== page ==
So, while I could try to explain the various ways that government corruption has led to the decline of democracy in South Africa, I will instead point to political participation in the form of voter turnout, or lack thereof, as a mechanism of democratic backsliding in South Africa. In 1994, 86.4% of eligible citizens voted in the general elections. Over eighteen million people stood in line for days to cast their votes. This was an unprecedented turnout and showed that the citizens of South Africa were more than ready to participate in the democracy that was newly born. In the years following, voter turnout steadily declined, meaning more and more people felt unmotivated and unwilling to vote. In 1999, voter turnout stood at 88%, in 2004 it stood at 76%, and in 2019 voter turnout stood at 66%. Though these numbers may seem insignificant, voter turnout is instrumental in holding politicians accountable for their actions, ensuring that the policies that are enacted reflect what the people want, and ensuring that democracy does not backslide into an autocracy or anarchy. Not only does the lower voter turnout affect policy, but it also means that the people who are voting, most of which belong to similar demographic groups, are more likely to see their needs met, while those who do not vote are left out of policy decisions.
Because the people aren’t voting, politicians have not been held accountable for their actions, and the policies they have put into place have been born out of corrupt and selfish motivations. This can be seen in a number of different provinces across the country, including Cape Town and Nelson Mandela Bay. In Nelson Mandela Bay 72,000 people voted in the election of December 2000. This is about 62% of the population. In Cape Town, 2 million people voted in the election in December of 2000. This is about 50% of the population. In Cape Town, while there is still a great deal of corruption, higher-class people live in better conditions and have their voices heard by politicians. In Nelson Mandela Bay, where the population is primarily black, the citizens live in worse conditions, are underrepresented in politics, and are essentially left on their own to figure everything out. In areas where there are fewer voters, living conditions are worse, politicians are not inclined to listen to demands, and the people are left to fend for themselves. This is not a reflection of the inclusive, beneficial, and fair democracy that was intended for South Africa. If the people want to see a change, they need to be more involved in the political processes. They can no longer sit idly by and watch as politicians make decisions that negatively affect them.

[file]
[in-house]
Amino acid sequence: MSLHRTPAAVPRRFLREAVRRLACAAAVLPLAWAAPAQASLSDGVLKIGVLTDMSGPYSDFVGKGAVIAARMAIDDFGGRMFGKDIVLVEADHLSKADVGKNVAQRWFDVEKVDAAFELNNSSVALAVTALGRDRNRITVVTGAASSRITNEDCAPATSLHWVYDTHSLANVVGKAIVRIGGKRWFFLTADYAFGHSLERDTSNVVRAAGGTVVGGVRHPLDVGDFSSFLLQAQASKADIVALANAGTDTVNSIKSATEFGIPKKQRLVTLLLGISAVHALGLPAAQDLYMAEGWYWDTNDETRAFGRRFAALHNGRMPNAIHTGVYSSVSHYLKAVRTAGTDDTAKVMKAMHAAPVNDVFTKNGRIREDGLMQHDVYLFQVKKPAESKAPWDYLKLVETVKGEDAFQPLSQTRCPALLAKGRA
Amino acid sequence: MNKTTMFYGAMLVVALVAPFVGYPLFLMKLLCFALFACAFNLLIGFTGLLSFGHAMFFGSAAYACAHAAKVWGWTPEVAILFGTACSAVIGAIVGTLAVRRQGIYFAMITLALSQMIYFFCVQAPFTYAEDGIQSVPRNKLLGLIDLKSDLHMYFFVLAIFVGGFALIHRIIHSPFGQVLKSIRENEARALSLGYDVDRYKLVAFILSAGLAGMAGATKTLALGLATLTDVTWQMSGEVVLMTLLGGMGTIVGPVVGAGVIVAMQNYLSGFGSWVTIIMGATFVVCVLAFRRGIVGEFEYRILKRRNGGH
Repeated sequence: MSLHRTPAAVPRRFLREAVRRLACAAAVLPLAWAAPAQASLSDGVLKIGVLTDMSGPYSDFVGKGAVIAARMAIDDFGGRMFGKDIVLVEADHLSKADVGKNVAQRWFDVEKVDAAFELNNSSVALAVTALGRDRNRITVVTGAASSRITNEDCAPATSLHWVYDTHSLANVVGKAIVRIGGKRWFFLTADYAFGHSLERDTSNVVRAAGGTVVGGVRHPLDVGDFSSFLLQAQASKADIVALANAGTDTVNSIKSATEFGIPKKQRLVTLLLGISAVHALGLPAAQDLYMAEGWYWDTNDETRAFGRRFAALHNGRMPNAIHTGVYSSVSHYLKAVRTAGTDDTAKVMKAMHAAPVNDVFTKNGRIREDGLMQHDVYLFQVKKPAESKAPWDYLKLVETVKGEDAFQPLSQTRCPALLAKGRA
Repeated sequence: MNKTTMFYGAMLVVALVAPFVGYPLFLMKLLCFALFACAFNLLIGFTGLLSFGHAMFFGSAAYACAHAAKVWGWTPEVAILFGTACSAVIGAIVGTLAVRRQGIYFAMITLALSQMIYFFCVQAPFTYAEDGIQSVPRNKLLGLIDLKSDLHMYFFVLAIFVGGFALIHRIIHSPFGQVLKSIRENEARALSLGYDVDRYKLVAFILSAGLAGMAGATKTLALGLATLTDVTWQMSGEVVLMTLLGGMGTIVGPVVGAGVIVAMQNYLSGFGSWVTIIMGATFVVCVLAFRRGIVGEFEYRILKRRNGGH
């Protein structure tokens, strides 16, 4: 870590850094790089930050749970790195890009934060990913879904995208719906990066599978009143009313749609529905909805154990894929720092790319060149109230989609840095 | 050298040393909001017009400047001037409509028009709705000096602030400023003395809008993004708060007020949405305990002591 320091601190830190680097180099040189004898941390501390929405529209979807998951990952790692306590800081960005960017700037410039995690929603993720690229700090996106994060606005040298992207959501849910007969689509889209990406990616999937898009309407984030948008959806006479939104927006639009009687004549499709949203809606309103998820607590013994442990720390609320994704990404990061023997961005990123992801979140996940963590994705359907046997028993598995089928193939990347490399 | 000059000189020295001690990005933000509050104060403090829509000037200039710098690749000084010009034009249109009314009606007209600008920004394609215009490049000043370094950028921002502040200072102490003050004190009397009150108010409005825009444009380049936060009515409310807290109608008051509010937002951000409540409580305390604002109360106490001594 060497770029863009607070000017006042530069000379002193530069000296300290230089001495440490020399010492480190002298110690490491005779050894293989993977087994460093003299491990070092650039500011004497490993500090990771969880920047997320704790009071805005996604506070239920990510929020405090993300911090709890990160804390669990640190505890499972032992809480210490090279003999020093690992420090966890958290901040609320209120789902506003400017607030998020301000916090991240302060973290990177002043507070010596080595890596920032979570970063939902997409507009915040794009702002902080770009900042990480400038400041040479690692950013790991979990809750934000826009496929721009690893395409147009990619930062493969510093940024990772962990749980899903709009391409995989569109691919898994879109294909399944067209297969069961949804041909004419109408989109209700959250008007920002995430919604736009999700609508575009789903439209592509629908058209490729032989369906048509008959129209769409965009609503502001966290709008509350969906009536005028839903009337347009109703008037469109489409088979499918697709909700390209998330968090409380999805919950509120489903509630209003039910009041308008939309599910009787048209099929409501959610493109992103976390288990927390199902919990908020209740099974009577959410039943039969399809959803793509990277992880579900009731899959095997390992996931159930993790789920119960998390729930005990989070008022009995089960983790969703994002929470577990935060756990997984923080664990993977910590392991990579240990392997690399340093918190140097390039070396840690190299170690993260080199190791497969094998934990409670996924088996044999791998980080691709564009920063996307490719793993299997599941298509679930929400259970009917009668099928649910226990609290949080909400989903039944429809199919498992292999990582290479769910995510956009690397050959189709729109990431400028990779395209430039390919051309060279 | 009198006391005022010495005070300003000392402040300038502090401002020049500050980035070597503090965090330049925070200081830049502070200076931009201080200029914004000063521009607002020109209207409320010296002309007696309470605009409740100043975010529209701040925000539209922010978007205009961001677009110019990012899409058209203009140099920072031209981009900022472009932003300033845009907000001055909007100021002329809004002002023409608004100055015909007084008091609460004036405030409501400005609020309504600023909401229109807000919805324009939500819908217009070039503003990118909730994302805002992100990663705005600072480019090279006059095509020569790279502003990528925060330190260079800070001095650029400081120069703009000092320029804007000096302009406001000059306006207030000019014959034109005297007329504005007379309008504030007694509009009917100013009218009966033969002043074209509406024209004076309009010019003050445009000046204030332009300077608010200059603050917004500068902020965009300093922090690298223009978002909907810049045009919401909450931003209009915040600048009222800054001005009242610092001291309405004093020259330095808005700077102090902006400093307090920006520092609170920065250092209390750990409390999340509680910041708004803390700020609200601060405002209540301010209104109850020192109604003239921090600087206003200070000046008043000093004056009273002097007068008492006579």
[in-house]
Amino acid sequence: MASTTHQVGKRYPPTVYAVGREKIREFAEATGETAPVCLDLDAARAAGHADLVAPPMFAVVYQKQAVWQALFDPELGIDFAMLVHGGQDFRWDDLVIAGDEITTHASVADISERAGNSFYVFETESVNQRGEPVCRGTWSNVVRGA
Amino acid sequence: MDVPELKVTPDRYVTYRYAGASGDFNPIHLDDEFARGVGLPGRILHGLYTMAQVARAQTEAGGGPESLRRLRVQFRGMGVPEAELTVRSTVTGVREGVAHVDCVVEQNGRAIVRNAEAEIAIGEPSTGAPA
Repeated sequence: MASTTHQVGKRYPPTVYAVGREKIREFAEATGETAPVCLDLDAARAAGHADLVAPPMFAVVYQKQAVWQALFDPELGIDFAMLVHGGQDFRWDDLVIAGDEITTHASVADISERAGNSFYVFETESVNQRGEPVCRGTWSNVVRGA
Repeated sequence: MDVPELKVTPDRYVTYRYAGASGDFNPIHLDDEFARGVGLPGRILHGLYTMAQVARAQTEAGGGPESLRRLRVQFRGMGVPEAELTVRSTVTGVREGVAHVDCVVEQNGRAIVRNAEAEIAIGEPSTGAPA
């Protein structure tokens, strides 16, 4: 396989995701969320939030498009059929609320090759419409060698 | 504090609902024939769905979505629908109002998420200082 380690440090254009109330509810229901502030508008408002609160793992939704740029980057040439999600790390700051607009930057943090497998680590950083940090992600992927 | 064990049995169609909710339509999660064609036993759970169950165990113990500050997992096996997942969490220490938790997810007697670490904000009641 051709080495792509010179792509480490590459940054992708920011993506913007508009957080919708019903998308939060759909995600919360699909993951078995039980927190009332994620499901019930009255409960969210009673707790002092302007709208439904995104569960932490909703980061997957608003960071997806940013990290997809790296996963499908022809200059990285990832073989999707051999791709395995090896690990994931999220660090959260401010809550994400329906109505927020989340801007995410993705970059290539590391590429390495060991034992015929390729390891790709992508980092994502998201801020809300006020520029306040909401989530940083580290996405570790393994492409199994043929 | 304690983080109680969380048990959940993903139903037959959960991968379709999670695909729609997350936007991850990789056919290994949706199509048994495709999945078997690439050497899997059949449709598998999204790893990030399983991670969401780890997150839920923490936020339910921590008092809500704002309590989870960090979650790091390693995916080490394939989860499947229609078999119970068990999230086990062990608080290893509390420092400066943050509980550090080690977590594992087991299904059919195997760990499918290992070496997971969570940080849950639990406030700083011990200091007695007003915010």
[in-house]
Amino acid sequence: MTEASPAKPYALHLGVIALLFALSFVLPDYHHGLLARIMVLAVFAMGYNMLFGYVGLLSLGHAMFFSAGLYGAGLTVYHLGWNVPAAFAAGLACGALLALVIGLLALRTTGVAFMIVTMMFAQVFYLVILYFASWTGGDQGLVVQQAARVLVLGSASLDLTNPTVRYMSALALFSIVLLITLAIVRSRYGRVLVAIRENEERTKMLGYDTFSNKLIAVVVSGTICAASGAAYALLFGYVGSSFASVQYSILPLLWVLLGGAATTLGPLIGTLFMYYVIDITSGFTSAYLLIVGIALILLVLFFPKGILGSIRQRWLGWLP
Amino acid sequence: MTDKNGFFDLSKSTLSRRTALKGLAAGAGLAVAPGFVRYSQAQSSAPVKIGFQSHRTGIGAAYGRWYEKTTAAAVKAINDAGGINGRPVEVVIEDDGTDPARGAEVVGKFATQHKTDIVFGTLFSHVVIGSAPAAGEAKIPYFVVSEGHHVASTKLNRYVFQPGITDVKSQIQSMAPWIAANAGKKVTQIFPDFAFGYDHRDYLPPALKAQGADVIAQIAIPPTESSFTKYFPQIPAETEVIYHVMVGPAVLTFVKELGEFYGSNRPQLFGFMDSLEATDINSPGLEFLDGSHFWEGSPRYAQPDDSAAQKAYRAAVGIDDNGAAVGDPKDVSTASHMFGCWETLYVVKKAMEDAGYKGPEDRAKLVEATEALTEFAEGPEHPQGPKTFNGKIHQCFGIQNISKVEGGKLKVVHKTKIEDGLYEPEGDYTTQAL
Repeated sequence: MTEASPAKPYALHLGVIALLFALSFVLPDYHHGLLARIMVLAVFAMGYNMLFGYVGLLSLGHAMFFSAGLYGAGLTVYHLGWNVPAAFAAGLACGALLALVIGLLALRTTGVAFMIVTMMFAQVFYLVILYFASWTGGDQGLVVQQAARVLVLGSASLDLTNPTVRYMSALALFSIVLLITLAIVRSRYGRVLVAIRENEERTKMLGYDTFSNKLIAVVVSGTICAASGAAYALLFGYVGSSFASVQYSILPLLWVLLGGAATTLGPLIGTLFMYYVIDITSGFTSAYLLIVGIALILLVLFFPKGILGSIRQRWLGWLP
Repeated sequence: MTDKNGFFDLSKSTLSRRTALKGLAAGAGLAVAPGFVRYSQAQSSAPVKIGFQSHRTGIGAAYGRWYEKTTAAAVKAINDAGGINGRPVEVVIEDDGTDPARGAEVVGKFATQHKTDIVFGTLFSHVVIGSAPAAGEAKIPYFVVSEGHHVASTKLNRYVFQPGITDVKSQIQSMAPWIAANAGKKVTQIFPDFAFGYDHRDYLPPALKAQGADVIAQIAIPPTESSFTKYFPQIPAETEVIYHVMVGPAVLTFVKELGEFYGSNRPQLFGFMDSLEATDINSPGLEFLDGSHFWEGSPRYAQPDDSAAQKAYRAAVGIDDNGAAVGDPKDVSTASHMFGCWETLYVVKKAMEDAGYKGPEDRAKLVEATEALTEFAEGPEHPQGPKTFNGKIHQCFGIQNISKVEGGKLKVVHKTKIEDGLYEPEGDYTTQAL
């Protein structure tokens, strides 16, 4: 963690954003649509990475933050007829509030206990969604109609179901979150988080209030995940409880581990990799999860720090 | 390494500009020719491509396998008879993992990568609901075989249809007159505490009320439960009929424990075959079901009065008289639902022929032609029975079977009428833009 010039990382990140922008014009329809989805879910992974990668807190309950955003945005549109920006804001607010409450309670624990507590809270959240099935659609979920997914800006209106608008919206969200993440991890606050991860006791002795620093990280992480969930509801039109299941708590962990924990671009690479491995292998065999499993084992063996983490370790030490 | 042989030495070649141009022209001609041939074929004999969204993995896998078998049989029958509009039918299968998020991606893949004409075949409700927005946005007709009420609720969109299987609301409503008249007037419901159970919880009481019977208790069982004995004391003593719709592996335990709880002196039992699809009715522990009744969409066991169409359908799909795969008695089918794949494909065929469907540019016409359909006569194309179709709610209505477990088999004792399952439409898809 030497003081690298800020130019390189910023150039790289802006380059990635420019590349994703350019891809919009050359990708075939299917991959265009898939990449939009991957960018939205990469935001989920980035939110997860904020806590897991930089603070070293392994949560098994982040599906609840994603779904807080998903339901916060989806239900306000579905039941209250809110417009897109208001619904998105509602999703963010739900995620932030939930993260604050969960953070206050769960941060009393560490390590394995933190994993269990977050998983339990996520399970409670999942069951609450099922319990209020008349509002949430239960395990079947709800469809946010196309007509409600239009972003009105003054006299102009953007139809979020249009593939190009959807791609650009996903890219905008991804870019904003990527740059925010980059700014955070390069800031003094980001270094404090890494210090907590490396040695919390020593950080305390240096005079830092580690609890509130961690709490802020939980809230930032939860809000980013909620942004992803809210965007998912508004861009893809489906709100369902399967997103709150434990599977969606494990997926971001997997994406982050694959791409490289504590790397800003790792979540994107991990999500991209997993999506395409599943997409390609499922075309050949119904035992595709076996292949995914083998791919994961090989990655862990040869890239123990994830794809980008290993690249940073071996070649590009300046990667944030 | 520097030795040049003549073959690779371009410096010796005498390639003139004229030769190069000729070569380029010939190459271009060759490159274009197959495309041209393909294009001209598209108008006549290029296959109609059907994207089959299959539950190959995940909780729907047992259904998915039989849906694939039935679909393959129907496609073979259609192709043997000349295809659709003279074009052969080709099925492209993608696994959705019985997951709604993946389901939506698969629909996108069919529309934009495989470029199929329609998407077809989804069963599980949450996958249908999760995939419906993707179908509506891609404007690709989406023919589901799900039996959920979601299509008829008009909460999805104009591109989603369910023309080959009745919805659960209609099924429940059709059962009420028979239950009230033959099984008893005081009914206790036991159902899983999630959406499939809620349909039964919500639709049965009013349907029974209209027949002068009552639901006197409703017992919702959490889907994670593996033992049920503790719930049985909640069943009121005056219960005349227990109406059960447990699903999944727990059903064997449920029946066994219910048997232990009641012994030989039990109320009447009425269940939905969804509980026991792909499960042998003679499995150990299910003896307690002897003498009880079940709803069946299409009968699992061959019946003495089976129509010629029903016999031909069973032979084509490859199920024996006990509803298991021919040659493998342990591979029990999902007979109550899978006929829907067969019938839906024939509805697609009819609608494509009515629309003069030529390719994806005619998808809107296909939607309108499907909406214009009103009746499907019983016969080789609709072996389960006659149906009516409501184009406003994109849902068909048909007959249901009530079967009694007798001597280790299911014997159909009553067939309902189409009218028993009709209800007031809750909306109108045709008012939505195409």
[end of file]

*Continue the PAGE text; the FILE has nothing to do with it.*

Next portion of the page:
The people of South Africa had the opportunity to change their country according to their needs and in their favor, but by failing to vote, they have ensured that corrupt politicians can act in any way they choose, which has led to a number of the policy issues, poor living conditions, and inevitable democratic backsliding. From the fair and equitable image of democracy in 1994 to the now more corrupt and more unjust democracy that exists in South Africa, the people have lost their voice.
Democracy is more than voting for a representative and deciding who can or can not hold power within a country. Elections are not a magic fix for perpetual racism, segregation, and corruption. It involves collective action, active participation, protest, and active discussion among politicians and citizens. This is absent in South Africa. Voting and other forms of political participation have been on the decline since the first fully democratic election in 1994, and this has allowed politicians free range to the country. Lack of participation is a sign of democratic backsliding and begs the question of how such a vibrant and youthful democracy has already begun its descent into chaos. In order for democratic backsliding caused by rapid corruption and blatant disregard for human rights to stop and for South Africa’s vibrant and inclusive democracy to be restored, the people must participate.